Theodore Roosevelt and his African safari

America’s 26th president Theodore Roosevelt, was a politician and stateman who seemed larger than life. His swashbuckingly style, his love of sport and outdoor activities, his earlier “Rough Rider” military exploits, and his capacity to grab the headlines made him immensely populat with the mass newspaper readership – especially within English-speaking world.

Theodore Roosevelt’s 1909 African safari  was a very grand affair, which took him away from America for over a year. Despite the professed and apparently worthy aim of collecting specimens in the interest of the advance of natural science and for the instruction of a curious public, what Roosevelt in effect did was to shoot them dead first.

Roosevelt landed in Mombasa with his son Kermit in April 1909. He, at the head of a African safari mission including 250 porters and guides, hunted all over the British East Africa, into the Belgian Congo and back to the Nile ending in Khartoum, Sudan. One of his companions was Frederick Selous, British with a great reputation for killing big game. At first world-wide known hunter, explorer and military man, Selous later developed serious concerns about need to preserve a sustainable balance in the world of  nature. The ex-president thoroughly enjoyed himself.

Theodore Roosevelt

That is how he described how warriors of the Nandi tribe hunt and kill a lion: “One by one the spearmen came up, at a run, and gradually began to form a ring around the lion. Each, when he came near enough, crouched behind his shield, his spear in his right hand, his fierce, eager face peering over the shield rim. As man followed man, the lion rose to his feet. His mane bristled, his tail lashed, he held his head low, the upper lip now drooping over the jaws, now drawn up so as to show the gleam of the long fangs. He faced first one way and then another, and never ceased to utter his murderous grunting roars. It was a wild sight; the ring of spearmen, intent, silent, bent on blood, and in the centre the great man-killing beast, his thunderous wrath growing ever more dangerous”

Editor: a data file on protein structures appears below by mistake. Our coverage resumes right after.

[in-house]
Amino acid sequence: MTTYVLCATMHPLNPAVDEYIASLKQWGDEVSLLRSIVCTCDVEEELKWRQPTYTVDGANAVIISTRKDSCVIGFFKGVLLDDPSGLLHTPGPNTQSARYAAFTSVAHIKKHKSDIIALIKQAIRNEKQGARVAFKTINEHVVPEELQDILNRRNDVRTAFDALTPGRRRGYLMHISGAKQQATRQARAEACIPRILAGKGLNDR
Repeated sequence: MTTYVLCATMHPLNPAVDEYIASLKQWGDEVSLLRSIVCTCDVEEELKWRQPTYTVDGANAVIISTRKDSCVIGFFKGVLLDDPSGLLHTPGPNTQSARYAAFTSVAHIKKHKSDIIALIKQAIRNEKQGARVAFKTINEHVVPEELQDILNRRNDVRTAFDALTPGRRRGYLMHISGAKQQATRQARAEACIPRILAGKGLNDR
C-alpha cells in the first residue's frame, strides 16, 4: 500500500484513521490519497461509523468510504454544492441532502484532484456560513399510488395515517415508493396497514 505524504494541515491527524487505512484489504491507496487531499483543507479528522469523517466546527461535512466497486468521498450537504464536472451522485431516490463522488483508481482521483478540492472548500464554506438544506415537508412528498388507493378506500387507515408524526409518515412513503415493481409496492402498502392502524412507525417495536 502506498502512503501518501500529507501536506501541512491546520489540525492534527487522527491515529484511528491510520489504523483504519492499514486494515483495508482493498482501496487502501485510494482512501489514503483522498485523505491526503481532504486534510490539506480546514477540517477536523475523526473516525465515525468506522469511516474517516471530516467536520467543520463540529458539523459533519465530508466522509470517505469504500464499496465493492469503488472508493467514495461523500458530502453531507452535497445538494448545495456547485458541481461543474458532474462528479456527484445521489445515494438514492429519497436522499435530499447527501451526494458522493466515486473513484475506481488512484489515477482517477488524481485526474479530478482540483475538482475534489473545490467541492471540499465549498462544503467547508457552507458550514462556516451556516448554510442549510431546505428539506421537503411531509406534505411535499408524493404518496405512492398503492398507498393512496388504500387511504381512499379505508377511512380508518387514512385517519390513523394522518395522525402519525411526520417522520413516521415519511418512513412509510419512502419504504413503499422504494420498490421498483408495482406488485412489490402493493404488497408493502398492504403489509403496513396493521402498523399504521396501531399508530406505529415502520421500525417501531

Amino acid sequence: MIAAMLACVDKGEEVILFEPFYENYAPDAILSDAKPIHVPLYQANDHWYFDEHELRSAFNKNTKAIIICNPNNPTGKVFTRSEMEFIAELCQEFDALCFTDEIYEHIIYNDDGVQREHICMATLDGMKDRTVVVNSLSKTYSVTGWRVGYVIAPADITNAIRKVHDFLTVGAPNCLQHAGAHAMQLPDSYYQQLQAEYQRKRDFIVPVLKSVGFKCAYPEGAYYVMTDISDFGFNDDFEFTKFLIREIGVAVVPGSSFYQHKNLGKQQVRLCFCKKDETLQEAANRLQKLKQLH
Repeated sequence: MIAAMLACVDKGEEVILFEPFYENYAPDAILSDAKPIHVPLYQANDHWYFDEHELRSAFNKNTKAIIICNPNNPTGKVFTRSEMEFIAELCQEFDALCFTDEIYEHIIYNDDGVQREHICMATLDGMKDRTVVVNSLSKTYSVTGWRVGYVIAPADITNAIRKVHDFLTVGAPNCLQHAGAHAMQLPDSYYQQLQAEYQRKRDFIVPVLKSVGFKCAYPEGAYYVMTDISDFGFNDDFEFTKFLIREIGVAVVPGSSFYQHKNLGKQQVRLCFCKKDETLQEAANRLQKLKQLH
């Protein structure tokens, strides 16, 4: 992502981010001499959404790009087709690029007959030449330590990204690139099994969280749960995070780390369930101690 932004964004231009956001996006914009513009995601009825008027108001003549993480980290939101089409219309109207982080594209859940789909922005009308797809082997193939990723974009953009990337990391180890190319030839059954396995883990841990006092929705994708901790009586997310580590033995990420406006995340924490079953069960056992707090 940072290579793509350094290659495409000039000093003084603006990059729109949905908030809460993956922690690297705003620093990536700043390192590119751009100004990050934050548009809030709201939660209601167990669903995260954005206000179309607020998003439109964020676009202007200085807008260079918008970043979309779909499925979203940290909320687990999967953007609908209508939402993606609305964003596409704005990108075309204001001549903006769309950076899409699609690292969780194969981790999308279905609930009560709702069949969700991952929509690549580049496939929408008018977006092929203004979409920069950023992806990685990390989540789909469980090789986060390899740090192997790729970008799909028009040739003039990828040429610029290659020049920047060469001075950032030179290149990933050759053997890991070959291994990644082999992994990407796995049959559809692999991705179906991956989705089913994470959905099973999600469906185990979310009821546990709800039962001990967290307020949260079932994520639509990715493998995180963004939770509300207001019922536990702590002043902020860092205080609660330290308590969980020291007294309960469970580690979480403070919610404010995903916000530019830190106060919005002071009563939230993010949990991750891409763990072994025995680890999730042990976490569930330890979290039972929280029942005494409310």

Between them, he and Kermit killed over 500 animals, including, among the big game, 17 lions, 20 rhinoceroses and 11 elephants. One photograph shows the proud father and son sitting atop a huge, magnificent but slaughtered buffalo.

Roosevelt’s accounts reveal what it was all about: “The rhino saw me and jumped to his feet with the agility of a polo pony. As he rose I put in the right barrel, the bullet going through both lungs. At the same time he wheeled, the blood spouting from his nostrils, and carried straight on… I struck him with my left hand barrel, the bullet piercing his heart… The great bull rhino, still head towards us, dropped just 13 paces from where we stood. This was a wicked charge, for the rhino meant mischief”.

Note the alleged “wickedness” of the rhinoceros, a sin justifying his killing, and a projection not too far removed from the depiction of countless indigenous people as untamed barbarians badly in need of the imposition of firm but fair imperial rule and the full panoply of the European-based “civilising mission”.

After the year long African safari hunt, Theodore Roosevelt visited England for the funeral of King Edward VII in 1910. Then he proceeded to Norway to accept the Nobel Peace Prize for his part in ending the Russo-Japanese War. He returned to United States in June, 1910.